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Sauna | An essential part of Nordic Life and Culture

Posted by Shelly Elson on
Sauna | An essential part of Nordic Life and Culture

Life is full of every day stresses and this in combination with physical and mental strains is a reason that looking after our own personal wellbeing is so important.

We believe in supporting our physical and mental health, which is sometimes easier said than done. We often check in and look into which key 'pillars' of life are struggling and try to find ways of balancing ourselves and trying to find ways to support others. We are always learning and developing. Most often, we connect with ancient traditions and rituals across different cultures to do this.

When you say the word 'Sauna' you probably have a very visual response in your head, for us, we are transported to our Nordic trips over the years. That crisp freezing air combined with the steam from a lagoon, the rich cedar wood sauna; a multi sensory experience.


Still London Sauna

A brief historic reference to the Sauna.

löyly, pronounced low-lu. Is what Finnish call the steam that rises from the stones, but it’s original connotation signified “spirit”. Even “life.” Many consider löyly to be the soul of the sauna, and it has connection with the sacred that goes back too far to date.'1'

The sauna has a long association with the Finish people, references go back two thousand years. With counterparts across the world - the neighbouring Russian banya to the Japanese sentō and mushi-buro, to the Islamic hammam and its Westernisation as the Turkish bath, to the Mesoamerican temescal and the North American sweat lodges.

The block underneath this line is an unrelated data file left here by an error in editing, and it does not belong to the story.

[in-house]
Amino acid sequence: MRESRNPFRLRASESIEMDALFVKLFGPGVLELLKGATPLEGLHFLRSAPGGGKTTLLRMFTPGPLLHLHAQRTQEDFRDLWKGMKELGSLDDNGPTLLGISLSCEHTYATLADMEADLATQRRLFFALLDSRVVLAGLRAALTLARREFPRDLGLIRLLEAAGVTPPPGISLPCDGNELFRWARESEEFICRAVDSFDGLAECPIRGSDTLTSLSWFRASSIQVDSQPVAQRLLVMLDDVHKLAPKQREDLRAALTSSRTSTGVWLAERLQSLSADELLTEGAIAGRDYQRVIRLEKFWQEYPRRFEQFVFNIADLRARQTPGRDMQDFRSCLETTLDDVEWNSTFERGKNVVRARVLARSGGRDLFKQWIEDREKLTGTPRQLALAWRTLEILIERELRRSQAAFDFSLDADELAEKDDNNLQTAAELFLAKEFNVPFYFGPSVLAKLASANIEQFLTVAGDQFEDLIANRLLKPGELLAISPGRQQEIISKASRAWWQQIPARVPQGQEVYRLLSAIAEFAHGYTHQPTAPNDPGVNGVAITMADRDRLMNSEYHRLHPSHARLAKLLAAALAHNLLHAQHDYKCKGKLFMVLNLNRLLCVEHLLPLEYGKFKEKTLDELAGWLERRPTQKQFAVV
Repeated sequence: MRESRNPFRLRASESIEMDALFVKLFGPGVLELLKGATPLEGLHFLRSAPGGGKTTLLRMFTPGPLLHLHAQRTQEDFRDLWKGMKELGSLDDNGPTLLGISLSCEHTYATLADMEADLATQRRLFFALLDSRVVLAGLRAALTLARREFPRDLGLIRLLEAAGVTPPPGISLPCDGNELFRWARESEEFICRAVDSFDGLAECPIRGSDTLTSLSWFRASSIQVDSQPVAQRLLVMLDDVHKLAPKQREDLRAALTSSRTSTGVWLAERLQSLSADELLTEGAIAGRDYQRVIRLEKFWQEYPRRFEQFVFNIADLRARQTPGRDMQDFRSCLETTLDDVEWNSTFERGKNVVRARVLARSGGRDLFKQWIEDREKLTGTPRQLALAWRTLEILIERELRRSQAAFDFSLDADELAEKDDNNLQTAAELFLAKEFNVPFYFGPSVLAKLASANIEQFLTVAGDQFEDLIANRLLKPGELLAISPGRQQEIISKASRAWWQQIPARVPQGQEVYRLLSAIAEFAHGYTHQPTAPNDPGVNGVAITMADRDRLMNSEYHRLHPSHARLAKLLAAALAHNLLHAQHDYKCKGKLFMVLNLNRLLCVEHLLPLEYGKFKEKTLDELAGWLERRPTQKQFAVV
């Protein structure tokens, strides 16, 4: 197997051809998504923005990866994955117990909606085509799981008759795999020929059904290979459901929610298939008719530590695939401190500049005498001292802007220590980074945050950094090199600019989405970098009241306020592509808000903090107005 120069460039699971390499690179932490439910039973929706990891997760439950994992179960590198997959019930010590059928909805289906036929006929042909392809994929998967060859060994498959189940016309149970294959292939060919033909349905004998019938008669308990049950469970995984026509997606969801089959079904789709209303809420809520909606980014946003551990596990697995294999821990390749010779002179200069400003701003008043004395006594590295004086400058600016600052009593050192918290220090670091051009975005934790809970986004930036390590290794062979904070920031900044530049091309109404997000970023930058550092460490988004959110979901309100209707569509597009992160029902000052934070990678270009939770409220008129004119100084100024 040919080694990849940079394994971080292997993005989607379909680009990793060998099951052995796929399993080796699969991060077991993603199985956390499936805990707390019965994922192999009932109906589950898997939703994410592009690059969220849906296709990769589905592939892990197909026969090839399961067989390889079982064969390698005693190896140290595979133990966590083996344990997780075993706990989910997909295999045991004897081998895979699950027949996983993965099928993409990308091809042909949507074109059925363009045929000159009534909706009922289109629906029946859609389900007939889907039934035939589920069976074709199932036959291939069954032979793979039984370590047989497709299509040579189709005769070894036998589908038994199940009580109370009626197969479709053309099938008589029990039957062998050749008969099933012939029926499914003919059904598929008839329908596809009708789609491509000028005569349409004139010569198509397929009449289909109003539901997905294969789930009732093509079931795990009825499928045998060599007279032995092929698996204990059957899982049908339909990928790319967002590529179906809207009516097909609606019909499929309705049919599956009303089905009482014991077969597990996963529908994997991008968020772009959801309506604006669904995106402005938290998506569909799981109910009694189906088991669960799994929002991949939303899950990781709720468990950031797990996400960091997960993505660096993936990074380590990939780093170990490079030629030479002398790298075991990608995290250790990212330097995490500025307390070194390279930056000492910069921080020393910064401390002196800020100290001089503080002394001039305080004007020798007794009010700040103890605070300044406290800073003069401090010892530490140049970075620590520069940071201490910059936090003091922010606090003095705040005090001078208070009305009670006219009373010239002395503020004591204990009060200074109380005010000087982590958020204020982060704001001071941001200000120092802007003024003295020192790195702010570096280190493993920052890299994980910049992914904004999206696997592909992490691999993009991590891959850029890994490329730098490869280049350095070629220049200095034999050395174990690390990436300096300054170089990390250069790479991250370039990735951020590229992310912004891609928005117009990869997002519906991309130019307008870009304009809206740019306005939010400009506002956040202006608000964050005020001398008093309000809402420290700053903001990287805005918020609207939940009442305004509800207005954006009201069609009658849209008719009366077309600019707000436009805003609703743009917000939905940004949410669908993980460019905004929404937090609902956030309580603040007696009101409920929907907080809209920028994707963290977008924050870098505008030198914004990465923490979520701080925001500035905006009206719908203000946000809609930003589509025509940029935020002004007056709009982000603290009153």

Since the mid-twentieth century sauna has become an increasingly global phenomenon, capturing the imagination, warming bones, and neutralising stress from Norway to Antarctica.'2' This has maintained as esteemed a position in society today.


still London sauna

photo above. Still London Sauna.

Although the health benefits of the Sauna are plenty we’ve put together some of our favourites below.

1. Detoxification

Infrared saunas help increase your blood circulation and stimulate the sweat glands, releasing built-up toxins in the body.

2. Ease joint pain and stiffness

Infrared heat may temporarily ease joint pain and stiffness.  Increased thermal energy to the joints may promote a temporary increase in blood flow.  Increased thermal energy may reduce stiffness and increase range of motion.

3. Skin

Sweating achieved after just a few minutes in our infrared Sauna will allow impurities in the pores to come out.  The temporary increase in local blood circulation may help reduce the risk of certain chronic skin conditions.

4. Muscle pain relief

Increased blood circulation carries off metabolic waste products and delivers oxygen-rich blood to oxygen-depleted muscle, so they can recover faster. Muscles relax best when tissues are warm, for greater flexibility and range of motion.

Above all we find the sauna a meditative process that connects you with your body, controlling your breathe and slowing down.


  1. Roy, R (1996) The Sauna. 2nd edn.
  2. Tsonis,J. Sauna Studies as an Academic Field’

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